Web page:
CONTROL OF STEM CELL BEHAVIOR BY EXPOSURE TO TISSUE-SPECIFIC ECM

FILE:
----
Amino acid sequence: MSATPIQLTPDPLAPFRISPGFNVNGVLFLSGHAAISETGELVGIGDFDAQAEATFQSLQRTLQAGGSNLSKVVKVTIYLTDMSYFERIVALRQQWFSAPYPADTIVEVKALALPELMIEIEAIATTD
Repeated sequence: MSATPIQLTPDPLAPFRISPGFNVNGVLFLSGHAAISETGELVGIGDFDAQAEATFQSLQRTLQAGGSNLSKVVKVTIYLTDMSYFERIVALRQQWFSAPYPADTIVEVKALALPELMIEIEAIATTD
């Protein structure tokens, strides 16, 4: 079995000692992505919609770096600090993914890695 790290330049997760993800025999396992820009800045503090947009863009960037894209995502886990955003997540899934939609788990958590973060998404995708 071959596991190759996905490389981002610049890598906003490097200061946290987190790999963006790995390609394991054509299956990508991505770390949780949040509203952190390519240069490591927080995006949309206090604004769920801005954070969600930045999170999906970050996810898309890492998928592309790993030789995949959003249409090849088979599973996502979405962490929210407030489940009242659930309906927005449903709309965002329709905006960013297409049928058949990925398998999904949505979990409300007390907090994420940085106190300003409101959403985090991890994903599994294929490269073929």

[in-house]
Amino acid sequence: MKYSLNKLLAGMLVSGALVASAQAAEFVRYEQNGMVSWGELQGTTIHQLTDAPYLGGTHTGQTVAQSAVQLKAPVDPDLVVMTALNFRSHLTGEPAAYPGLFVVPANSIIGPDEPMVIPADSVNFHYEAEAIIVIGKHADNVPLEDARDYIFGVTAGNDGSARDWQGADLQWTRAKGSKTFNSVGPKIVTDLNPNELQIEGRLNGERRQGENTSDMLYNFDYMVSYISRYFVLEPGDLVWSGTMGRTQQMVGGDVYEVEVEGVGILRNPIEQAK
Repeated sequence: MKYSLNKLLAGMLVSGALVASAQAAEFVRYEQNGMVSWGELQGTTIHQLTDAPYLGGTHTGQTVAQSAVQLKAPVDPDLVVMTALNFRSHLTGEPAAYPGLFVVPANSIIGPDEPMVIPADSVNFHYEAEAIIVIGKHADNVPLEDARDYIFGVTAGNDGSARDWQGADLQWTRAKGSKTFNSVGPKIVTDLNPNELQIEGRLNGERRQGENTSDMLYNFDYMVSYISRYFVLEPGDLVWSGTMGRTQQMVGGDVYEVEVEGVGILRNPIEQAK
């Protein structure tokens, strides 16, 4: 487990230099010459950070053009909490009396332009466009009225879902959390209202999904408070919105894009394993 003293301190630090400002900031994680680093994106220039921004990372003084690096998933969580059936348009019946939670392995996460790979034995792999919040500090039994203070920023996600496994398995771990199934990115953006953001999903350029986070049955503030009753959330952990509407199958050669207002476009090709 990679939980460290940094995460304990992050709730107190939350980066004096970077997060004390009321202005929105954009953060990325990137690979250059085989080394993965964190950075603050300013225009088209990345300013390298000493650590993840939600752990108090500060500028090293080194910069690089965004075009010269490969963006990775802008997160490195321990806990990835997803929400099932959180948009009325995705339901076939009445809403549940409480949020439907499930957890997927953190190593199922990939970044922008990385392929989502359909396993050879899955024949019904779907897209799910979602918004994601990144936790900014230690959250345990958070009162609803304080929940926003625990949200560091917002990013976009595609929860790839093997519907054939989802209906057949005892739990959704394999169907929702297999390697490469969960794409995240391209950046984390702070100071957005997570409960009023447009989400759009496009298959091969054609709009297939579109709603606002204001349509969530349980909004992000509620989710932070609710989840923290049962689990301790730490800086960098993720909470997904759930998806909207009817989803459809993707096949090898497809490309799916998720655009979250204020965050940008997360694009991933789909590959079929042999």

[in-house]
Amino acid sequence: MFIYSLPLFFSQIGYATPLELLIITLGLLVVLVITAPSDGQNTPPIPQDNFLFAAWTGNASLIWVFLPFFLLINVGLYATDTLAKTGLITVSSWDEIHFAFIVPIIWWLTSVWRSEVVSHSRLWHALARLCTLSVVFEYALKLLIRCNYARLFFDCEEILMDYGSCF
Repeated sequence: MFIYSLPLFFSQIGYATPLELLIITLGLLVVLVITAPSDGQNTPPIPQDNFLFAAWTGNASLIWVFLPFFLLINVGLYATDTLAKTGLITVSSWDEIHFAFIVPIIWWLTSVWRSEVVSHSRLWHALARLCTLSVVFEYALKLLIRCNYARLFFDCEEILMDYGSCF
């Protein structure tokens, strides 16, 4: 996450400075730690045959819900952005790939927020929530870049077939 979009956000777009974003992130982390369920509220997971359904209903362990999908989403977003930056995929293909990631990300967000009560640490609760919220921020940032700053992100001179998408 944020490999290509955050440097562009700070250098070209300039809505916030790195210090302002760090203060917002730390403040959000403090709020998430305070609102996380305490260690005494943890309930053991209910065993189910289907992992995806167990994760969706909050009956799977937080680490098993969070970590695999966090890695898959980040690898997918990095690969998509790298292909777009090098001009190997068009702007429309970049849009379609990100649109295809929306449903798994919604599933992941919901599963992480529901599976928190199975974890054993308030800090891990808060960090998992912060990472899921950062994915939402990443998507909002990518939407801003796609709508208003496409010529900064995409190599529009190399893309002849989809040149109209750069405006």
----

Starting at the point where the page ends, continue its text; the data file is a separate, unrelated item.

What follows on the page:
Adipose tissue-derived mesenchymal stem cells (AD-MSCs) have the potential to serve as a critical toolfor bone tissue engineering as their relatively high frequency in the body can provide the exceedingly largenumbers of cells required for regenerative therapies. Unfortunately, many studies have shown that AD-MSCshave considerably less osteogenic potential than other types of stem cells. Our group has developed an invitro-produced extracellular matrix (ECM) that recapitulates specific attributes of the native bone marrow (BM-)and adipose (AD-) microenvironment. In previous studies, we demonstrated that BM-ECM significantlypromotes osteogenic differentiation by bone marrow (BM)-derived MSCs relative to standard culture plastic. Inthe current proposal, we evaluate the potential of BM-ECM to increase the osteogenic capacity of AD-MSCs,and by doing so, dramatically improve their clinical relevance for skeletal repair and regeneration. Our preliminary data show that BM- and AD-derived ECMs are capable of guiding BM-MSC differentiationtowards osteoblast and adipocyte lineages. These ECMs are characterized by significant differences inbiochemical composition, architecture and even mechanical properties. We demonstrated that BM- and AD-MSCs cultured on both types of tissue-specific ECM proliferated more readily when each type of MSC wasmaintained on ECM-derived from the same respective tissue. Additionally, we observed that BM- and AD-MSCs both exhibited low-circularity spreading on BM-ECM, while on AD-ECM, they displayed a high-circularityspreading morphology. These observations are consistent with recent reports demonstrating that changes inMSC morphology are ultimately related to signaling cues involved in lineage-decisions. Furthermore, recentstudies have suggested that focal adhesion complex formation can regulate stem cell fate decisions throughthe canonical Wnt/?-catenin pathway. We will investigate if unique focal adhesion complexes form on tissue-specific ECMs and reconstitute the microenvironment(s) responsible for directing MSC differentiation to eitherthe osteoblast and adipocyte lineage. As a result of these observations, we hypothesize that the bone-specific microenvironment of BM-ECMcan 're-train' AD-MSCs in order to enhance their osteogenic potential. The following specific aims areproposed to test this hypothesis: 1) To determine differences in BM- and AD-MSC differentiation, assessedwith assays of osteogenesis and adipogenesis in vitro and in vivo, with culture on tissue culture plastic (TCP)and tissue-specific ECM and 2) To determine the molecular mechanism(s) responsible for promoting MSCdifferentiation to the osteoblast and adipocyte lineages with culture on TCP and tissue-specific ECM.